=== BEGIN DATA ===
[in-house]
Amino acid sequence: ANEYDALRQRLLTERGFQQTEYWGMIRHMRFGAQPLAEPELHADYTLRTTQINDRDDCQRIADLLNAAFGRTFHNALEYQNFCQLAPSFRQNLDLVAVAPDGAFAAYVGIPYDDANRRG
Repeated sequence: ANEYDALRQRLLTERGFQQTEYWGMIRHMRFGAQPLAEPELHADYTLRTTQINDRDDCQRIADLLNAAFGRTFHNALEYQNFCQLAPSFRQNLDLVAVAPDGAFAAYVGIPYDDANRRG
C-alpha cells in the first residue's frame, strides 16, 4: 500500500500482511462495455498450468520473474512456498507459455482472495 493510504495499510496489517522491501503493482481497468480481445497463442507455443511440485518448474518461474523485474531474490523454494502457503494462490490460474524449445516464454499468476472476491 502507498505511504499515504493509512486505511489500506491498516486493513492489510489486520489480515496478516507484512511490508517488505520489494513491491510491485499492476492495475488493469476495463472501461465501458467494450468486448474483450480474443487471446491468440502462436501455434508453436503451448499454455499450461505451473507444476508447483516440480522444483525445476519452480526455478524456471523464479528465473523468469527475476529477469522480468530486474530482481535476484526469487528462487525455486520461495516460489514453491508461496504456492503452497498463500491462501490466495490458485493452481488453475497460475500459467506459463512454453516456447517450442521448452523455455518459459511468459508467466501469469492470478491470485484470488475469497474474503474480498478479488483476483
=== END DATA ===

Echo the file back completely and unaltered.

[in-house]
Amino acid sequence: ANEYDALRQRLLTERGFQQTEYWGMIRHMRFGAQPLAEPELHADYTLRTTQINDRDDCQRIADLLNAAFGRTFHNALEYQNFCQLAPSFRQNLDLVAVAPDGAFAAYVGIPYDDANRRG
Repeated sequence: ANEYDALRQRLLTERGFQQTEYWGMIRHMRFGAQPLAEPELHADYTLRTTQINDRDDCQRIADLLNAAFGRTFHNALEYQNFCQLAPSFRQNLDLVAVAPDGAFAAYVGIPYDDANRRG
C-alpha cells in the first residue's frame, strides 16, 4: 500500500500482511462495455498450468520473474512456498507459455482472495 493510504495499510496489517522491501503493482481497468480481445497463442507455443511440485518448474518461474523485474531474490523454494502457503494462490490460474524449445516464454499468476472476491 502507498505511504499515504493509512486505511489500506491498516486493513492489510489486520489480515496478516507484512511490508517488505520489494513491491510491485499492476492495475488493469476495463472501461465501458467494450468486448474483450480474443487471446491468440502462436501455434508453436503451448499454455499450461505451473507444476508447483516440480522444483525445476519452480526455478524456471523464479528465473523468469527475476529477469522480468530486474530482481535476484526469487528462487525455486520461495516460489514453491508461496504456492503452497498463500491462501490466495490458485493452481488453475497460475500459467506459463512454453516456447517450442521448452523455455518459459511468459508467466501469469492470478491470485484470488475469497474474503474480498478479488483476483